Taking the Bait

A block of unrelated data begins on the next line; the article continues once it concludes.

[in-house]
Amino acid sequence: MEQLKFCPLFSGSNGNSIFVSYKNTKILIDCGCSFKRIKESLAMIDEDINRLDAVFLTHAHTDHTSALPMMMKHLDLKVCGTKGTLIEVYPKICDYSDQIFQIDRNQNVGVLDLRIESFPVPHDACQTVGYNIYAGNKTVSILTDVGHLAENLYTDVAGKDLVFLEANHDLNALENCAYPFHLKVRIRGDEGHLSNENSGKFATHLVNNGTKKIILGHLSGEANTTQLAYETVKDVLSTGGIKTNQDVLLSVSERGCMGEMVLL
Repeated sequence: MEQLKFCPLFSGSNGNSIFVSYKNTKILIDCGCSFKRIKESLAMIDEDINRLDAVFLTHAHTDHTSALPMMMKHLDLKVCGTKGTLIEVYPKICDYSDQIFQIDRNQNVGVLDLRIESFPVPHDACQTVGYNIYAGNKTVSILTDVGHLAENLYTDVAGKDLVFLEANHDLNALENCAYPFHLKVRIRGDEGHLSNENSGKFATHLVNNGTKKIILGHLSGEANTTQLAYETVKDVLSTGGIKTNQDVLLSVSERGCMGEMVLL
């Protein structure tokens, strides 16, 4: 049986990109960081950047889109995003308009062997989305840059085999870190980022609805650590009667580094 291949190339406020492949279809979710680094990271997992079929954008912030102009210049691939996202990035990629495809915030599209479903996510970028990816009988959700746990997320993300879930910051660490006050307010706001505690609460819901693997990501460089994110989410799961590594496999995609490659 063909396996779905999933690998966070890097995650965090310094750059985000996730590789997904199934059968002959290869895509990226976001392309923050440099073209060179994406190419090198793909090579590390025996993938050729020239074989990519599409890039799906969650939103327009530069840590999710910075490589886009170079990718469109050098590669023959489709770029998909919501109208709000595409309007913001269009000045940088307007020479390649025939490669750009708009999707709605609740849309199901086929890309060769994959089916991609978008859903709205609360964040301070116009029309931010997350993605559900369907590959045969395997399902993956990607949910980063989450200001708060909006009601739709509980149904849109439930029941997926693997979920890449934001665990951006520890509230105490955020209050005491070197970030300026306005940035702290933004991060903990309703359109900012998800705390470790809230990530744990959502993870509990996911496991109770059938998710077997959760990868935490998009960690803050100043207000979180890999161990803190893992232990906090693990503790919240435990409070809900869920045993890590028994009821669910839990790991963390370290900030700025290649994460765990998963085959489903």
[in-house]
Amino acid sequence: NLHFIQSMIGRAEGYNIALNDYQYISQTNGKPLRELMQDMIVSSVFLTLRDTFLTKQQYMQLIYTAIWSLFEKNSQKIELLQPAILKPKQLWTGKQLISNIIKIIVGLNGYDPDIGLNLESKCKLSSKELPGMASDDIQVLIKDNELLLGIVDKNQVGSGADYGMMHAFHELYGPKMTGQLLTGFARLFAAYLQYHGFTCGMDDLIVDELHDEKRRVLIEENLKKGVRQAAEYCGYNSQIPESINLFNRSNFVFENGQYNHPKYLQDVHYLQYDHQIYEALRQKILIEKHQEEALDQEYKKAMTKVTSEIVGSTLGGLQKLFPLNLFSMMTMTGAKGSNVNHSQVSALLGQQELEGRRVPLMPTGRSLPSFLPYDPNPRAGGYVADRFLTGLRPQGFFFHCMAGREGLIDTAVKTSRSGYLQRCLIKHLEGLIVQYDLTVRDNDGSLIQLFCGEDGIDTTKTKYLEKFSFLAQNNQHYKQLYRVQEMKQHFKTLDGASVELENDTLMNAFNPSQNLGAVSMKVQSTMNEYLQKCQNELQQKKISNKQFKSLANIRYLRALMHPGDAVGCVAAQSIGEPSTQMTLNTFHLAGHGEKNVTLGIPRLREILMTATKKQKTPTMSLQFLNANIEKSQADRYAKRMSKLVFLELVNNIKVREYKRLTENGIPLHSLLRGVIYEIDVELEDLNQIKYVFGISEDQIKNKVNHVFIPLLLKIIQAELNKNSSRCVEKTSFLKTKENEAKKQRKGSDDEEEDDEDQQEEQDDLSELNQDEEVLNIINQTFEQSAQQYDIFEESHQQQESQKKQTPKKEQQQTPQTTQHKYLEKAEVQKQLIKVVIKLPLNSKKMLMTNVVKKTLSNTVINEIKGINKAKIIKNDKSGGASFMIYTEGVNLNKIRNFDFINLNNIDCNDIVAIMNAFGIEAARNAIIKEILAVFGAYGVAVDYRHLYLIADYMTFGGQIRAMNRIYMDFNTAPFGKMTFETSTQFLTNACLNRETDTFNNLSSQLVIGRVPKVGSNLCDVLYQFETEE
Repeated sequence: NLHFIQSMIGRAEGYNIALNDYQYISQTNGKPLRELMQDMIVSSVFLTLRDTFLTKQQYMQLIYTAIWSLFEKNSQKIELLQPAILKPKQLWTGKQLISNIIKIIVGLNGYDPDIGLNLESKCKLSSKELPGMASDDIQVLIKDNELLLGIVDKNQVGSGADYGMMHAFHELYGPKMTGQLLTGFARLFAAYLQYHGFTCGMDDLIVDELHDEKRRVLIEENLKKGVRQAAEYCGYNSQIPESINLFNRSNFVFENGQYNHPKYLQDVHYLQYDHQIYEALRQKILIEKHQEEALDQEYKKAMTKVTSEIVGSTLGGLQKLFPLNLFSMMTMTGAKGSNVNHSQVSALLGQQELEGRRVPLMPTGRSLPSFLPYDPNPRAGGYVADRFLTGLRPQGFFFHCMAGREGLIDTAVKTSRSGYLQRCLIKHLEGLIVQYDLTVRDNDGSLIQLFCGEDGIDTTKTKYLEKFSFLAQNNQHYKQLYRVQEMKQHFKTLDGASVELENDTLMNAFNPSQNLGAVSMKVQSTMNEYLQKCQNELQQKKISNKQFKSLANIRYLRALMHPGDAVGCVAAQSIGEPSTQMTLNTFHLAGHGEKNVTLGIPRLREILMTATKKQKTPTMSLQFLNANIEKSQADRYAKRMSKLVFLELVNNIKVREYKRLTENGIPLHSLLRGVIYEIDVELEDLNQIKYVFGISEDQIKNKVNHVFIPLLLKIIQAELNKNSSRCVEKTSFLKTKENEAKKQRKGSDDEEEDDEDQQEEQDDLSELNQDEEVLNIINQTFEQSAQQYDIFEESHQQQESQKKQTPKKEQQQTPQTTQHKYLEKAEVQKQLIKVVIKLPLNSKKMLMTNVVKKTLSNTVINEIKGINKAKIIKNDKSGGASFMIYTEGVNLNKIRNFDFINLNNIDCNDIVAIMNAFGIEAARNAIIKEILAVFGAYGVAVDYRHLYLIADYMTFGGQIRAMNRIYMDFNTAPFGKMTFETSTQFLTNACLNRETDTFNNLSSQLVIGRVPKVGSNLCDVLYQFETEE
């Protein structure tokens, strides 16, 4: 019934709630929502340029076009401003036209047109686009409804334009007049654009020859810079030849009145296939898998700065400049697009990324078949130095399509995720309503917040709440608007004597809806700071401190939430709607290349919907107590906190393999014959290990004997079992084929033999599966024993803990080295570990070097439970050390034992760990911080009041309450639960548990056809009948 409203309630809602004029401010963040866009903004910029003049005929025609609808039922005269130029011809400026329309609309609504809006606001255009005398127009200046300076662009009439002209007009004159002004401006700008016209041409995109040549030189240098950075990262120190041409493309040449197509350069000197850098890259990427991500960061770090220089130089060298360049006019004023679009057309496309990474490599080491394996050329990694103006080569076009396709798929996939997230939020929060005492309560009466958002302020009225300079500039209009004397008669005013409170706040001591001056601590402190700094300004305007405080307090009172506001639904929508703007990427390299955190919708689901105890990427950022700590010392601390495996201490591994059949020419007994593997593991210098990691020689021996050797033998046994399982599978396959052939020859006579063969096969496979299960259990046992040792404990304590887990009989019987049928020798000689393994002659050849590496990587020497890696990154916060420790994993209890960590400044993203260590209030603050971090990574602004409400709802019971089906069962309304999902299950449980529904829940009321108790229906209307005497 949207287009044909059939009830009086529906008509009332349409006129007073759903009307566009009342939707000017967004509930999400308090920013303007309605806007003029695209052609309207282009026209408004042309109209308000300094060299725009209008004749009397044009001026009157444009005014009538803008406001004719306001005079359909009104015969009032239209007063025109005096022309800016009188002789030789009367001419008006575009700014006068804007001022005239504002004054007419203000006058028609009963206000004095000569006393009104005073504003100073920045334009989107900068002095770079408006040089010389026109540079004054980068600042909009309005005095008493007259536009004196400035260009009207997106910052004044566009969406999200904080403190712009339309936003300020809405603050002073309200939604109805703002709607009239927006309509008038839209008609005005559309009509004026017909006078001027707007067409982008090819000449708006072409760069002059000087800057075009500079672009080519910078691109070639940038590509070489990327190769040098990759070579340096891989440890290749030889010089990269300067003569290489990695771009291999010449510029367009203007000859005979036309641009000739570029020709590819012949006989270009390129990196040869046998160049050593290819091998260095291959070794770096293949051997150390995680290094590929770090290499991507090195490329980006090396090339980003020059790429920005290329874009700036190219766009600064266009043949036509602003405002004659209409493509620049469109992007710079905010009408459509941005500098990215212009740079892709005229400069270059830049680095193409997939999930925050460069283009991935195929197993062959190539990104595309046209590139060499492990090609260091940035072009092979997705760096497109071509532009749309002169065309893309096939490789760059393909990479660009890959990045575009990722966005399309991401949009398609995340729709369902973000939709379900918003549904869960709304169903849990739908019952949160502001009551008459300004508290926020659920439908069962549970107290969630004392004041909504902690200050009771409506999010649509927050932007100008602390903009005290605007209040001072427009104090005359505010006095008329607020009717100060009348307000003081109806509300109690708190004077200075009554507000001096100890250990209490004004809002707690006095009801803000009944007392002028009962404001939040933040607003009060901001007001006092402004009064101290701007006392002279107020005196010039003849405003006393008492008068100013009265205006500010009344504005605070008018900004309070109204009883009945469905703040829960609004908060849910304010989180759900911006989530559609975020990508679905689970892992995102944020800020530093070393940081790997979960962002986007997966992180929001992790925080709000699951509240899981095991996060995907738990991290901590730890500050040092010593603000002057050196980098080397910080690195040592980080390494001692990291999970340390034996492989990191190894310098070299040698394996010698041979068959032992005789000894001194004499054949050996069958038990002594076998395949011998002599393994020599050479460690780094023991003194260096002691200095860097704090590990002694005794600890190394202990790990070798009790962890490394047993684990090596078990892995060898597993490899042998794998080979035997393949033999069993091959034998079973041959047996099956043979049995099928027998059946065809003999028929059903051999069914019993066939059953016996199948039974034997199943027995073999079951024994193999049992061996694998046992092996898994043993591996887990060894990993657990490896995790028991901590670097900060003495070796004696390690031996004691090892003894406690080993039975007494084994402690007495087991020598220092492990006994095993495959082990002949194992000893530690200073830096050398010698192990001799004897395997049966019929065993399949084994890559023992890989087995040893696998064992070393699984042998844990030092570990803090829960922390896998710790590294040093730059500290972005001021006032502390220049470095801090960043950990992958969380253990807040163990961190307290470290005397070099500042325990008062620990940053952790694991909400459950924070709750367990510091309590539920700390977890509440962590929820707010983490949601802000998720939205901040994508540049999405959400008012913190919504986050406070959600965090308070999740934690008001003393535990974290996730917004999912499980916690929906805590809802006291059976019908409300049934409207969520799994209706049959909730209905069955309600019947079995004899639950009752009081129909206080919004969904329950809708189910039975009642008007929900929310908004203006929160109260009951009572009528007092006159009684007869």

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28 | Th e M Rep o RT Feature and that is actually why the industry is investing in so much technology right now," Weaver said. "We have gone back to full documentation and yet people ex- pect it to take the same amount of time or shorter." While some lenders are still shyly dipping their toes into the electronic mortgage processing world, Weaver thinks 2014 could be the tipping point in e-contract- ing. She anticipates that in the very near future, all lending doc- uments will be produced using the Mortgage Industry Standards Maintenance Organization (MISMO) v3 format. She believes it will happen because the industry needs a dependable electronic sys- tem that can standardize data, formatting, and communication and exchange information and documents between the servicer and borrow. "From our perspective, it is really about lenders using technology to support the consumer experience where the consumer is going to want to interact with the lender in different ways at different times during the loan application, through processing, closing, and servicing," Weaver said. To accommodate that end-to- end service, Fiserv's technology allows lenders to have a core system of records for all infor- mation whether starting in an electronic format or as paper with an electronic counterpart. The company has also aug- mented its technology so that it can automate the exchange of information from a workflow perspective to an automated review "We want to have an accurate and complete record of all the interactions of all the parties so that the lender can use automa- tion as much as possible for the review and analysis of that data," she said. "Keeping it in electronic format allows for collaboration in real time whether it is the loan officer interacting with the underwriters, or the consumer and the loan officer, or the loan officer and the closing agents and the consumer." The software also has the ability to automate, synchronize, and compare information with multiple sources and documents to the primary source of loan data, taking that responsibility off the loan processor. But the real emphasis today is putting the consumer in charge of their loan. "I think the technology play today for the lender still is the automation and the efficiencies so they can serve their customer and allow their customer to decide how they want to be engaged with it," Weaver said. "It's re- ally about the customer being in control and understanding the process." Hyland's Harbinak-Shapiro agrees that 2014 is the year that electronic mortgages go main- stream with emphasis on the enhancement of customer input. "Most banks have been using imaging for awhile now," she said. "It is really taking imaging to the next level where it runs end to end with workflow and mobile access for folks on the go. That's really where OnBase comes in." OnBase gives lenders the ability to set up an electronic workflow that can mesh with the company's core platform and address its specific needs. The software also removes time-consuming manual labor, eliminates loss documents, and ensures that each loan is complete and compliant with regulations. It ensures that every checkpoint along the process is hit and includes timers set up to alert a loan officer if something is about to expire. Because the software integrates with Microsoft Outlook, emails can be attached to help with compliance traceability. "The solution is adding vis- ibility for those checkpoints to make the process as smooth as possible," said Harbinak-Shapiro. "It makes sure that all the forms are 100 percent complete and all the signatures are where they need to be." The summer's new release of the software will add further enhancements that streamline the process and increase visibility to customers who will be able to check on the status of their loan. The final piece of an end-to- end electronic mortgage is the e-closing. The e-closing has been around since 2006 but still isn't common. But the technology continues to improve. Add to that CFPB's endorsement of e- closings, and it may not be long before it becomes a mainstream reality. "There are certainly additional efficiencies to be gained with wider adoption," Himebaugh said. The final push to make e-clos- ings the way of the world may simply be time and demograph- ics. As younger, first-time buyers reared on the Internet, mobile media, and instant access to data enter the housing market, they will simply demand e-closings. "What will almost certainly push them [e-closings] toward being the norm is the next generation of borrowers," Himebaugh said. "I think once the upcoming, younger generation begins to enter the mortgage market and begin purchasing homes, an arrival presently being delayed by a number of factors, we will have the final catalyst that brings e-closings into the mainstream." "From our perspective, it is really about lenders using technology to support the consumer experience where the consumer is going to want to interact with the lender in different ways at different times during the loan application, through processing, closing, and servicing." — Kim Weaver, Fiserv

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